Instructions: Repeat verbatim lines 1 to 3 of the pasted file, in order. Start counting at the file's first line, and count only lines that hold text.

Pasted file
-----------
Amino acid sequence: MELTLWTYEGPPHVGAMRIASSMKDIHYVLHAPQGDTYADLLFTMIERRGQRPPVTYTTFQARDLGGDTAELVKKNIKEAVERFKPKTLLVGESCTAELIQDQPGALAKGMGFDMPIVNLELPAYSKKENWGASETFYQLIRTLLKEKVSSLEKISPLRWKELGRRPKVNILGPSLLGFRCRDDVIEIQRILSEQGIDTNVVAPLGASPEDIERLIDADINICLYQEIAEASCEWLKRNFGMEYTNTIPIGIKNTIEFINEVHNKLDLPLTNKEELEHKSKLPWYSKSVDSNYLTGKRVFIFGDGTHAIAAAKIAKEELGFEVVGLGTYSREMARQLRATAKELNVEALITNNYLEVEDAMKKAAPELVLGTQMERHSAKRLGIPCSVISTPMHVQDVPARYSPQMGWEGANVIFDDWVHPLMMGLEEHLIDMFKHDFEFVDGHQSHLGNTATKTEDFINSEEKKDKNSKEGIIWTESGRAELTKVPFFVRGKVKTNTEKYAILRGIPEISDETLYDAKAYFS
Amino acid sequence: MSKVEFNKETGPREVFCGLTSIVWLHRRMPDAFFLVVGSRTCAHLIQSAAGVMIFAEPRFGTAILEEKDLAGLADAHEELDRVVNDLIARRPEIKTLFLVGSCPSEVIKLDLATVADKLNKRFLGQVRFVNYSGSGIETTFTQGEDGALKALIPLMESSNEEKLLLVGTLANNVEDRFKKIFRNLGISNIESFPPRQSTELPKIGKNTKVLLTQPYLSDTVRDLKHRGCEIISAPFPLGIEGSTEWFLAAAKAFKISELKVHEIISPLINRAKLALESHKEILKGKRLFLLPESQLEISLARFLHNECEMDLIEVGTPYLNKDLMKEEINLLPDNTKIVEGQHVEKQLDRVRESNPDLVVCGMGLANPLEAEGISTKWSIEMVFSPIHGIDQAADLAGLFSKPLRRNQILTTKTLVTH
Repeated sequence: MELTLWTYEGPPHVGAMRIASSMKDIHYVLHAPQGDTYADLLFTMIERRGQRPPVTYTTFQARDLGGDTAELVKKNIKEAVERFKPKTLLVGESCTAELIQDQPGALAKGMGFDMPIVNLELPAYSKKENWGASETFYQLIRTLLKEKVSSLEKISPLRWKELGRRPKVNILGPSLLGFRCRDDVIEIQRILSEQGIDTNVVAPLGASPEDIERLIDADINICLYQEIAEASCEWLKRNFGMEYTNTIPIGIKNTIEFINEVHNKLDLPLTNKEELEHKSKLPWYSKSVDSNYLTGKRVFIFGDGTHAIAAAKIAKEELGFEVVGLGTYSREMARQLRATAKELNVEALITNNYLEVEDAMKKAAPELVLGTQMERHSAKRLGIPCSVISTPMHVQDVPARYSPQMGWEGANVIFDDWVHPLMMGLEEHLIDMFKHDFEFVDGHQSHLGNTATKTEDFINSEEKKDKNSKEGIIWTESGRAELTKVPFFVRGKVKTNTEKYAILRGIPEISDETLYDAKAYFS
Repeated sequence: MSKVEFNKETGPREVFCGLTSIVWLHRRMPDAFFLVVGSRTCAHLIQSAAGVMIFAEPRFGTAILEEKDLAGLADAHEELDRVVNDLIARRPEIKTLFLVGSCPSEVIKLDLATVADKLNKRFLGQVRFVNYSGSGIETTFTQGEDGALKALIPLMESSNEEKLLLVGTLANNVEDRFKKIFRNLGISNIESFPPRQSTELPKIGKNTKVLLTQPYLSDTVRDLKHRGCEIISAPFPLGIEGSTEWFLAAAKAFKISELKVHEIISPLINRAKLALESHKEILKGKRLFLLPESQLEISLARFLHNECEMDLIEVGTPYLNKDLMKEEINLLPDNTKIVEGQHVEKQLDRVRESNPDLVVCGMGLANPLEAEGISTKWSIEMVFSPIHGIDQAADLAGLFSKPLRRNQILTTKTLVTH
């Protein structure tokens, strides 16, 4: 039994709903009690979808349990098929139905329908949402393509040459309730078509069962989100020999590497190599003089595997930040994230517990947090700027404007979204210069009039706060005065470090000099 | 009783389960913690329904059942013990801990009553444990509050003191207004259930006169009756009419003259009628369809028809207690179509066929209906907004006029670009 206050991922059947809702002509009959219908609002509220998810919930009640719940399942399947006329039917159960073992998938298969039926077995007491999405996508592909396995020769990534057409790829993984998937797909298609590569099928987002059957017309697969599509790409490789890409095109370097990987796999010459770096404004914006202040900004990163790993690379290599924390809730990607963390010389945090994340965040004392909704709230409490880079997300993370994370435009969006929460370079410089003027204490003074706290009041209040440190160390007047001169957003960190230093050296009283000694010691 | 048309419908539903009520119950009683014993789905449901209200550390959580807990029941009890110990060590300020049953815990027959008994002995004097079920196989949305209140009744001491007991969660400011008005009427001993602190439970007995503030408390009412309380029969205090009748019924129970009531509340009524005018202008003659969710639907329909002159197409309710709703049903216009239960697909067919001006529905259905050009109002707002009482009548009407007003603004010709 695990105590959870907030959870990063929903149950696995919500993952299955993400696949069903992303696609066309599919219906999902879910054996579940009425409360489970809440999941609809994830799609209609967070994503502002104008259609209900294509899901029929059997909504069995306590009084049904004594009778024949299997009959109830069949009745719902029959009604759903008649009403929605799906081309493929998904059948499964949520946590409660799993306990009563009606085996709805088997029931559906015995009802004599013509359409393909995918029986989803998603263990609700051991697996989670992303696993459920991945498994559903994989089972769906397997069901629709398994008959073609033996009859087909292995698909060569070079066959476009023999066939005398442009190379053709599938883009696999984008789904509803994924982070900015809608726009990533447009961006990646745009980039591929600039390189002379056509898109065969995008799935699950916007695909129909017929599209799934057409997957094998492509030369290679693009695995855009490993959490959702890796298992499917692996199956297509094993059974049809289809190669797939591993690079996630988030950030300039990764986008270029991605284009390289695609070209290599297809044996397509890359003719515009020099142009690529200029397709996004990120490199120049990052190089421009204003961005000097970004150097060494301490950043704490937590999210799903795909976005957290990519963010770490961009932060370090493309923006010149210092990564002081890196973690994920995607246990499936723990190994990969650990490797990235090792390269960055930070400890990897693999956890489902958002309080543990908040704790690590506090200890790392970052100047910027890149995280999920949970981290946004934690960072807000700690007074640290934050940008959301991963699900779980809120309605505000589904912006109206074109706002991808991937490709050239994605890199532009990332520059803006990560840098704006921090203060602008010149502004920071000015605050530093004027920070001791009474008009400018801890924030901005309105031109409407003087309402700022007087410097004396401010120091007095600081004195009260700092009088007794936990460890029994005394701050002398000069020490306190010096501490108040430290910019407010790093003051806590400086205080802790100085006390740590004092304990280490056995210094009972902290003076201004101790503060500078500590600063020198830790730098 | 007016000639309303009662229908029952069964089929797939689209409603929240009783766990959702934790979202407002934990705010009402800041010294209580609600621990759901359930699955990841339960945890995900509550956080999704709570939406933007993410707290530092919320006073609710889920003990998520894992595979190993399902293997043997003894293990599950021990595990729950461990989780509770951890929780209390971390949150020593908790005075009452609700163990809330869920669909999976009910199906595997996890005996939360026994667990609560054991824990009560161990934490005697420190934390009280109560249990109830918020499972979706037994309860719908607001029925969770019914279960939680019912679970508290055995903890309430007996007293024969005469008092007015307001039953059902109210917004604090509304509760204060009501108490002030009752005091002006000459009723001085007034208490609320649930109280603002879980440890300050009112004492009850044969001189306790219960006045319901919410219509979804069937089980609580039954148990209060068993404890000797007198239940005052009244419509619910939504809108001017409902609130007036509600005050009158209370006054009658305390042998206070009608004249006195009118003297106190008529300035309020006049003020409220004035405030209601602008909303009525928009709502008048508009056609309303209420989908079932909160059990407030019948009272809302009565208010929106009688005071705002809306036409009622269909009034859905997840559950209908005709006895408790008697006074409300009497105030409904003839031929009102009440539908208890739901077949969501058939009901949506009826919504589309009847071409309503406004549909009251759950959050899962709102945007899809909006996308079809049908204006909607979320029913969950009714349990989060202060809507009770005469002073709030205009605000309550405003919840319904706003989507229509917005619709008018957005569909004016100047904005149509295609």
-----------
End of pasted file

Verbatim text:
Amino acid sequence: MELTLWTYEGPPHVGAMRIASSMKDIHYVLHAPQGDTYADLLFTMIERRGQRPPVTYTTFQARDLGGDTAELVKKNIKEAVERFKPKTLLVGESCTAELIQDQPGALAKGMGFDMPIVNLELPAYSKKENWGASETFYQLIRTLLKEKVSSLEKISPLRWKELGRRPKVNILGPSLLGFRCRDDVIEIQRILSEQGIDTNVVAPLGASPEDIERLIDADINICLYQEIAEASCEWLKRNFGMEYTNTIPIGIKNTIEFINEVHNKLDLPLTNKEELEHKSKLPWYSKSVDSNYLTGKRVFIFGDGTHAIAAAKIAKEELGFEVVGLGTYSREMARQLRATAKELNVEALITNNYLEVEDAMKKAAPELVLGTQMERHSAKRLGIPCSVISTPMHVQDVPARYSPQMGWEGANVIFDDWVHPLMMGLEEHLIDMFKHDFEFVDGHQSHLGNTATKTEDFINSEEKKDKNSKEGIIWTESGRAELTKVPFFVRGKVKTNTEKYAILRGIPEISDETLYDAKAYFS
Amino acid sequence: MSKVEFNKETGPREVFCGLTSIVWLHRRMPDAFFLVVGSRTCAHLIQSAAGVMIFAEPRFGTAILEEKDLAGLADAHEELDRVVNDLIARRPEIKTLFLVGSCPSEVIKLDLATVADKLNKRFLGQVRFVNYSGSGIETTFTQGEDGALKALIPLMESSNEEKLLLVGTLANNVEDRFKKIFRNLGISNIESFPPRQSTELPKIGKNTKVLLTQPYLSDTVRDLKHRGCEIISAPFPLGIEGSTEWFLAAAKAFKISELKVHEIISPLINRAKLALESHKEILKGKRLFLLPESQLEISLARFLHNECEMDLIEVGTPYLNKDLMKEEINLLPDNTKIVEGQHVEKQLDRVRESNPDLVVCGMGLANPLEAEGISTKWSIEMVFSPIHGIDQAADLAGLFSKPLRRNQILTTKTLVTH
Repeated sequence: MELTLWTYEGPPHVGAMRIASSMKDIHYVLHAPQGDTYADLLFTMIERRGQRPPVTYTTFQARDLGGDTAELVKKNIKEAVERFKPKTLLVGESCTAELIQDQPGALAKGMGFDMPIVNLELPAYSKKENWGASETFYQLIRTLLKEKVSSLEKISPLRWKELGRRPKVNILGPSLLGFRCRDDVIEIQRILSEQGIDTNVVAPLGASPEDIERLIDADINICLYQEIAEASCEWLKRNFGMEYTNTIPIGIKNTIEFINEVHNKLDLPLTNKEELEHKSKLPWYSKSVDSNYLTGKRVFIFGDGTHAIAAAKIAKEELGFEVVGLGTYSREMARQLRATAKELNVEALITNNYLEVEDAMKKAAPELVLGTQMERHSAKRLGIPCSVISTPMHVQDVPARYSPQMGWEGANVIFDDWVHPLMMGLEEHLIDMFKHDFEFVDGHQSHLGNTATKTEDFINSEEKKDKNSKEGIIWTESGRAELTKVPFFVRGKVKTNTEKYAILRGIPEISDETLYDAKAYFS